2015-09-30 14.02.58

Facebook’s privacy settings have often caught the ire of users and the media alike, and this latest service offering is only likely to attract even more of it. Facebook’s mobile apps (both Android and iOS) now have a “nearby friends” feature — something that could be very useful, but which could also be quite concerning.

Of course, Facebook has built in granular privacy controls for this new feature, but the biggest hurdle is getting people to actually look at these settings and change them to their preference. Users can turn the feature on and off, control which of their contacts (as long as they’re filtered into groups) can see location presence and even allow the app access to location history which assists Facebook in narrowing a user’s location, even when offline.

Regardless of what you feel about the feature, the control available means you can decide if you want to turn it on or not and from there who has visibility. Much of the outcry online about this feature is the potential for exploit and tracking children who may not be aware of the dangers. As a parent, when the time comes I’ll be speaking to my children about the dangers of putting too much information online and to have an awareness of the “if you put it online, consider it public” thought process.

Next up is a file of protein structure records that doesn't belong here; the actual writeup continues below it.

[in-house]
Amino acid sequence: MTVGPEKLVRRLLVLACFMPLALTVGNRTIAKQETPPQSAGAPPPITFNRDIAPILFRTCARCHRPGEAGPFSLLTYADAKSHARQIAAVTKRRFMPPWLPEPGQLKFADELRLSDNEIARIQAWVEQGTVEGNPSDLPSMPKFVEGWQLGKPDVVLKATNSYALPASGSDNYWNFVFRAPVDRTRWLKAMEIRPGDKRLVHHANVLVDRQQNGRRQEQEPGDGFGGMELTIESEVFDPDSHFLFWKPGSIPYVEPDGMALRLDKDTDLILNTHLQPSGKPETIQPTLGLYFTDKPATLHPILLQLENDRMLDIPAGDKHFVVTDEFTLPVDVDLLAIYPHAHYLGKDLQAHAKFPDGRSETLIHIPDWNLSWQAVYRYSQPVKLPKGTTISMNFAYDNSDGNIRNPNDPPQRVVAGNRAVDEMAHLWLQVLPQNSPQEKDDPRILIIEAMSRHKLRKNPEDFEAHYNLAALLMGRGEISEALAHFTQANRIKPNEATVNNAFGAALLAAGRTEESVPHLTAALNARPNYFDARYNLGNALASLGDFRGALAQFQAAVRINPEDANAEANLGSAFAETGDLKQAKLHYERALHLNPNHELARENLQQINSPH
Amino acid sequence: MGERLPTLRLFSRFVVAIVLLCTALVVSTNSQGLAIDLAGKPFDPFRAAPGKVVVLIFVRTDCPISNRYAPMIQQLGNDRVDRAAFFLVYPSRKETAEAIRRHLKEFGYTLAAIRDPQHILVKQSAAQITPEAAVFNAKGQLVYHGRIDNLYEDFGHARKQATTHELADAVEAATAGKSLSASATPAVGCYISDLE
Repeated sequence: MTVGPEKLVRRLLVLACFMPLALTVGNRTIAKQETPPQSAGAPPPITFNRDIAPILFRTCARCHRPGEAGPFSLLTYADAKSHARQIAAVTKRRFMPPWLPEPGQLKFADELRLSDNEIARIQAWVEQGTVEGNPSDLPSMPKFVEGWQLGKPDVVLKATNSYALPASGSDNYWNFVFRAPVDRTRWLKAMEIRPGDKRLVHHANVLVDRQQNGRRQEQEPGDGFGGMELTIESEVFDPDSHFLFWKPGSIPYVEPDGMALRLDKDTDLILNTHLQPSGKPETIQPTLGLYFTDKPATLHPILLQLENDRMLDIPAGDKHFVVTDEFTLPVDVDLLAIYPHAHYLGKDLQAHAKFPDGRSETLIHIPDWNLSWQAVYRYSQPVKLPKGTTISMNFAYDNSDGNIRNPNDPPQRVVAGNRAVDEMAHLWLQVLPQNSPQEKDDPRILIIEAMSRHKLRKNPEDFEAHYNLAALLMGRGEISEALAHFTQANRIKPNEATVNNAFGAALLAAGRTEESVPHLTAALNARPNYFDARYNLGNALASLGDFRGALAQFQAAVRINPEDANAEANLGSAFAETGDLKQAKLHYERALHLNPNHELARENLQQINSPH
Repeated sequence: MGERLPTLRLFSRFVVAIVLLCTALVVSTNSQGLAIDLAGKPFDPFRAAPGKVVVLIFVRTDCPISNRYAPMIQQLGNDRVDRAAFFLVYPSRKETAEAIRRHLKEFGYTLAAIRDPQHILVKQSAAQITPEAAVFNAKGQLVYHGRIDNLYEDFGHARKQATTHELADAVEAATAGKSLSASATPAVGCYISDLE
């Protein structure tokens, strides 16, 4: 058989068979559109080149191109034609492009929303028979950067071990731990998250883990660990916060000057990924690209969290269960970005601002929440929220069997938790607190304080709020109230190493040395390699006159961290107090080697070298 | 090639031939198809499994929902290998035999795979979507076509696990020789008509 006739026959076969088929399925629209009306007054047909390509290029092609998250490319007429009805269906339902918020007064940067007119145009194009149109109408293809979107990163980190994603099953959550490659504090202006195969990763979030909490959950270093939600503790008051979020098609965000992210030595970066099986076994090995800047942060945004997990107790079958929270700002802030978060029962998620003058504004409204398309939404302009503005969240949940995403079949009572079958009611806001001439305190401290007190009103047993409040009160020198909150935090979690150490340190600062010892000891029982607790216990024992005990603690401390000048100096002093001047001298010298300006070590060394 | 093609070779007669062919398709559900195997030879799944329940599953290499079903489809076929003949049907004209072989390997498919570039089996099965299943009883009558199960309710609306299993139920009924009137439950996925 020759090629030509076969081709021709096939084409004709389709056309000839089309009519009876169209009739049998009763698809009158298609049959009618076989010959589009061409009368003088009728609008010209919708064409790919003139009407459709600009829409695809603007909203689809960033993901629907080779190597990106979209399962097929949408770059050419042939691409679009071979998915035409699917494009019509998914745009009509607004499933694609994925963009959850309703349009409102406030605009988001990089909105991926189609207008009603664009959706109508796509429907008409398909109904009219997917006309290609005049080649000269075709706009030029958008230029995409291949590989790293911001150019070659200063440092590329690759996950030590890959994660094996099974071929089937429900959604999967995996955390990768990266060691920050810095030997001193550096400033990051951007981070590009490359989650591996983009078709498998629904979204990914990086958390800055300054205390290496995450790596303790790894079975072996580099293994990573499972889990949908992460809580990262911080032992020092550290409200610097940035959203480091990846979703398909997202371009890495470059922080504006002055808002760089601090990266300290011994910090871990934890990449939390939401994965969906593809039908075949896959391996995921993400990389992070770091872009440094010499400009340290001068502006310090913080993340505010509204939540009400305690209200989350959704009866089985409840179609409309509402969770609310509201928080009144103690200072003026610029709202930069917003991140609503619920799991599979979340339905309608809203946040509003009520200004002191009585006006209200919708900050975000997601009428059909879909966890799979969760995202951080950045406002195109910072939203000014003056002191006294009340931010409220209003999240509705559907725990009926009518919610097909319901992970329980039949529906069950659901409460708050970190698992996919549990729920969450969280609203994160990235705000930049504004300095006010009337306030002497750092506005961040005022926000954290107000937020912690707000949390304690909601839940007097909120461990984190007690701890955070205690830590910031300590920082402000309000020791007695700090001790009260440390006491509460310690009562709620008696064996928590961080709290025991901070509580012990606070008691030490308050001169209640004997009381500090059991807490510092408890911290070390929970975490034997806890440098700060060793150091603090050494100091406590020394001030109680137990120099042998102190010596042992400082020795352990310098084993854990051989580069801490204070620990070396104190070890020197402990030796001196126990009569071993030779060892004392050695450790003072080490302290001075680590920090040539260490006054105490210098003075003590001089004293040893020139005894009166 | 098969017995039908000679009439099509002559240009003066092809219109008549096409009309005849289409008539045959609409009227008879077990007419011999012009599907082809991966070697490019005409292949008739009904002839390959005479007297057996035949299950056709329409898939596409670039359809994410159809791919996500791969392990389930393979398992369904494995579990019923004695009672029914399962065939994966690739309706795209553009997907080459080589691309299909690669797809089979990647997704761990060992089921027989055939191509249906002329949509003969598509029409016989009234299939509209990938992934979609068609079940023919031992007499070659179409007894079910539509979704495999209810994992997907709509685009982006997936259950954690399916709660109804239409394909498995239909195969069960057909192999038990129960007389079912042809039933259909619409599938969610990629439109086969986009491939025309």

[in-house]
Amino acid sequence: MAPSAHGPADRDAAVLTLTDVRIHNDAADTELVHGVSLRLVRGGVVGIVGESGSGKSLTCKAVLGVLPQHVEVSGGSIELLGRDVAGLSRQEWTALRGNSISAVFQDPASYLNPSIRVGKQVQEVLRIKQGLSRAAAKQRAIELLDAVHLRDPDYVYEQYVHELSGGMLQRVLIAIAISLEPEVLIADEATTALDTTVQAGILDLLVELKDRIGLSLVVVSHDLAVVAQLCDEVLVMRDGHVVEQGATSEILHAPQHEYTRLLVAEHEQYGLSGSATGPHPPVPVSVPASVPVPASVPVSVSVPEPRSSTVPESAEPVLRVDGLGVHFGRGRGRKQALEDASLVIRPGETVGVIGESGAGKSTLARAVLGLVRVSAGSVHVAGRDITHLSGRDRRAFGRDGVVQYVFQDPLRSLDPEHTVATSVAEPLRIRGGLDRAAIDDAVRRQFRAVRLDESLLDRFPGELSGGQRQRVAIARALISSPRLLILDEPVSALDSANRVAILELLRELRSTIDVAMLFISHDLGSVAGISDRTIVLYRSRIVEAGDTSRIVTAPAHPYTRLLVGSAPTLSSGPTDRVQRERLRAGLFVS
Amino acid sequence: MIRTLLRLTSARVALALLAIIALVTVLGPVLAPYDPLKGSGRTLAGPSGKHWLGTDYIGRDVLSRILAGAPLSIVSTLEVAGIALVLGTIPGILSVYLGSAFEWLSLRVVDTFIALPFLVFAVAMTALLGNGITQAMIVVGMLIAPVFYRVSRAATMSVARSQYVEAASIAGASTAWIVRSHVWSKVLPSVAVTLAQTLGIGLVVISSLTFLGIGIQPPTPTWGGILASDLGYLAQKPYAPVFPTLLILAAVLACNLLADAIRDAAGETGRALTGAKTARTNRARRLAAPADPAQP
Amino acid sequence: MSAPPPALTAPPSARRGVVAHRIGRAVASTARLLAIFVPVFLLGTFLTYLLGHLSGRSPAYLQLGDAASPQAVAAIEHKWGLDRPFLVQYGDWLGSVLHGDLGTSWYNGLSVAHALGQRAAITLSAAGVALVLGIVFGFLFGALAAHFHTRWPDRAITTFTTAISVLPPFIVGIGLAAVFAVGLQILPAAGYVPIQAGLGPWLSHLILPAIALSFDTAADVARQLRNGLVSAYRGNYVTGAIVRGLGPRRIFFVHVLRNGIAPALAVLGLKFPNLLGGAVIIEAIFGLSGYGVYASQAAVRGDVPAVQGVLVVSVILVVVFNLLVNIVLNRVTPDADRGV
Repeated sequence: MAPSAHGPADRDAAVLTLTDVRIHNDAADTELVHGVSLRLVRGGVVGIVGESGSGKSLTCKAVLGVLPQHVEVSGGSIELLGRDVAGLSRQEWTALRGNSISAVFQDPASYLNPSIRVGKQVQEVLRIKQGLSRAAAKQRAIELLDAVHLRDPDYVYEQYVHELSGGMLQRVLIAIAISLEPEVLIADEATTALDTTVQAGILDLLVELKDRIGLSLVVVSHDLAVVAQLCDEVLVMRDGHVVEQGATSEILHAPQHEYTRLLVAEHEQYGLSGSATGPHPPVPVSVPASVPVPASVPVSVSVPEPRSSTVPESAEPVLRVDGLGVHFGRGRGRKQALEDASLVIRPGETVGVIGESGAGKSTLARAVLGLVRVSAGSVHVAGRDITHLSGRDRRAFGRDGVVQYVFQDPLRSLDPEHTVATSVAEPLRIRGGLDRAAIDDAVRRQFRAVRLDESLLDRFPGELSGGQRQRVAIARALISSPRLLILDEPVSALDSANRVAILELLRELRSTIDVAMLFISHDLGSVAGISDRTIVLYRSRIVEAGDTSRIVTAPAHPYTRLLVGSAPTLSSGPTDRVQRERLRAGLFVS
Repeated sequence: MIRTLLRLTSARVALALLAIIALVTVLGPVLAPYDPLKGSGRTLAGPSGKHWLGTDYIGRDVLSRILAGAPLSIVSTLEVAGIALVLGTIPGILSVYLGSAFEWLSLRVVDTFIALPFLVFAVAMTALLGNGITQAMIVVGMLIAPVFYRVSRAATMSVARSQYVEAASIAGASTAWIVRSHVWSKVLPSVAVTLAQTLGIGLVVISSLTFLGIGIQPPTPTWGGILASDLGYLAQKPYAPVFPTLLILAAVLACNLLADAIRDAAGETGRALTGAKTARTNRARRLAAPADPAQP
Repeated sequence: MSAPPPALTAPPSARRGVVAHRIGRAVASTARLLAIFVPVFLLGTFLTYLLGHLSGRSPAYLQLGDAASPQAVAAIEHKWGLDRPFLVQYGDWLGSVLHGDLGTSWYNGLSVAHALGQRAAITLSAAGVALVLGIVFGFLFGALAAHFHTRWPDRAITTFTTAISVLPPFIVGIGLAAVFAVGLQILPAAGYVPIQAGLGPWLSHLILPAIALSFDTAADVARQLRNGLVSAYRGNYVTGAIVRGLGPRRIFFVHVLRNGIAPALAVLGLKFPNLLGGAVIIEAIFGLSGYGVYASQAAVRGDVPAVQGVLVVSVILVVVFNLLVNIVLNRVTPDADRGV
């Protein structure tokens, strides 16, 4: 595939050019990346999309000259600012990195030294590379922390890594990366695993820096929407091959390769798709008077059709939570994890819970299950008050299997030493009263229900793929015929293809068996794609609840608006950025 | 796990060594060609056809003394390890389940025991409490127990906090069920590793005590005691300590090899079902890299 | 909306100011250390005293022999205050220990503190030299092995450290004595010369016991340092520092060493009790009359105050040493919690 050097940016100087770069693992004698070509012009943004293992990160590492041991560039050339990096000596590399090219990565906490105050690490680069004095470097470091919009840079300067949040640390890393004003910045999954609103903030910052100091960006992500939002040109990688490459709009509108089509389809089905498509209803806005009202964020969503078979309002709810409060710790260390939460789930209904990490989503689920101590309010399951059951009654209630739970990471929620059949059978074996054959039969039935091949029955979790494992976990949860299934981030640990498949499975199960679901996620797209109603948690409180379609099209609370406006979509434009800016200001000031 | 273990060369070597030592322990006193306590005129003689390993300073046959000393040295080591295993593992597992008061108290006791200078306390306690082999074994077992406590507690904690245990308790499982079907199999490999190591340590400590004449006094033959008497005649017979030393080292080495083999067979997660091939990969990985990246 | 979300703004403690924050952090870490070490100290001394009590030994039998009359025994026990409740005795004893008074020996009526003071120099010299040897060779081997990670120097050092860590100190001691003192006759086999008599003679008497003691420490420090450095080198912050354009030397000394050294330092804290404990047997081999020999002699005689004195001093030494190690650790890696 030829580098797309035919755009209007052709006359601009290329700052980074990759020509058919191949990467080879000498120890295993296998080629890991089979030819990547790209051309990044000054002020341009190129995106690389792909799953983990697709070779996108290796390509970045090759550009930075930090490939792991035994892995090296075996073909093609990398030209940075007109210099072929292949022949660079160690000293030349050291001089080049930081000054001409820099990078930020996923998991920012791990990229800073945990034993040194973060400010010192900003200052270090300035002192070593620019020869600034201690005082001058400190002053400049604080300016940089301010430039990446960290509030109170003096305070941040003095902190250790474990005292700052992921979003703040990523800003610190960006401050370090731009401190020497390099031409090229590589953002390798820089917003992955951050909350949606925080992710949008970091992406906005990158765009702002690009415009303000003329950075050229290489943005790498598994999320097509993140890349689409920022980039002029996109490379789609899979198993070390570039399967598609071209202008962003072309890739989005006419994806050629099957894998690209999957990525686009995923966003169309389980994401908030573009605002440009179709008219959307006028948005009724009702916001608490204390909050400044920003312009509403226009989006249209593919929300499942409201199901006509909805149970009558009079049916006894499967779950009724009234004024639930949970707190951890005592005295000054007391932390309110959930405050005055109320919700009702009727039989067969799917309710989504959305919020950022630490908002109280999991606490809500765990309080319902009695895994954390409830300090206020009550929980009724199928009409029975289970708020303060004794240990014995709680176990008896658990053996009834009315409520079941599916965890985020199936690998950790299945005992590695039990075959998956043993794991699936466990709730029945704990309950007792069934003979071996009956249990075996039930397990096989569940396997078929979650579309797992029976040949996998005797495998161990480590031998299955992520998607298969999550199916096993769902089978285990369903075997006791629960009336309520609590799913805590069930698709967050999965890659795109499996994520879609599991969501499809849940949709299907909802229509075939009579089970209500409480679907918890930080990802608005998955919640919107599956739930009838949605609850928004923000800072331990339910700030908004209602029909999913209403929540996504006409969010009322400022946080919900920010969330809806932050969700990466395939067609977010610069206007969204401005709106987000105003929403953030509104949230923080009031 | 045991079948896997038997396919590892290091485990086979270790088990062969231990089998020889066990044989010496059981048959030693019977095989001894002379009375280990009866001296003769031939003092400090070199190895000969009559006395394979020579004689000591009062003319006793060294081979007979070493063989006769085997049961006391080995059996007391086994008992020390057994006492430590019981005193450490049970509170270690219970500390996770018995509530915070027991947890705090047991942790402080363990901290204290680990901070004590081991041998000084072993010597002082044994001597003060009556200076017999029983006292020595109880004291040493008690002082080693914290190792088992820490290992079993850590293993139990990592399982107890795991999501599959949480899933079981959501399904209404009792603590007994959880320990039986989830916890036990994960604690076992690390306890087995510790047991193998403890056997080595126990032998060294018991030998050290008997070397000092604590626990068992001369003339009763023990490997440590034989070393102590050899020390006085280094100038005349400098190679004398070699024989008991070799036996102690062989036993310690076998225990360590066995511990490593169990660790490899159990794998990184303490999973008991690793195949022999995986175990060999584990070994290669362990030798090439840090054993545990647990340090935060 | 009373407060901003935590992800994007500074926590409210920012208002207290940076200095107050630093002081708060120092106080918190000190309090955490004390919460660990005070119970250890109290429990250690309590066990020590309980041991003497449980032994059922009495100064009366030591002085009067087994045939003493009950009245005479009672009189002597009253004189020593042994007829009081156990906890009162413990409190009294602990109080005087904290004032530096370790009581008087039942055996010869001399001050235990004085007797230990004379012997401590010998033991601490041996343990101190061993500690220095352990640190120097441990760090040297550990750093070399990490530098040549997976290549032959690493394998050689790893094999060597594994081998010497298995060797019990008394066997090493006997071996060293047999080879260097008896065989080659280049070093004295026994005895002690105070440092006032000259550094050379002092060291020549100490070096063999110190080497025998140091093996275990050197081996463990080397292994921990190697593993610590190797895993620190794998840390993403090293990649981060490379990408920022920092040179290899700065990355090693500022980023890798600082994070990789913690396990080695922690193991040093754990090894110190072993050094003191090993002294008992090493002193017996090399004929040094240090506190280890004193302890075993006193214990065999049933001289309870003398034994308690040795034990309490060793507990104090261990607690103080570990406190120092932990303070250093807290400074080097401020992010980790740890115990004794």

Do you believe Facebook have gone too far, or are people over reacting to an opt-in feature?

Source: Facebook Help.
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No different to the location sharing in Google+. Though I’d rather not let the battery hogging Facebook app access my GPS all the time. Or build a location history on me for that matter. I’ve already got Google services doing all that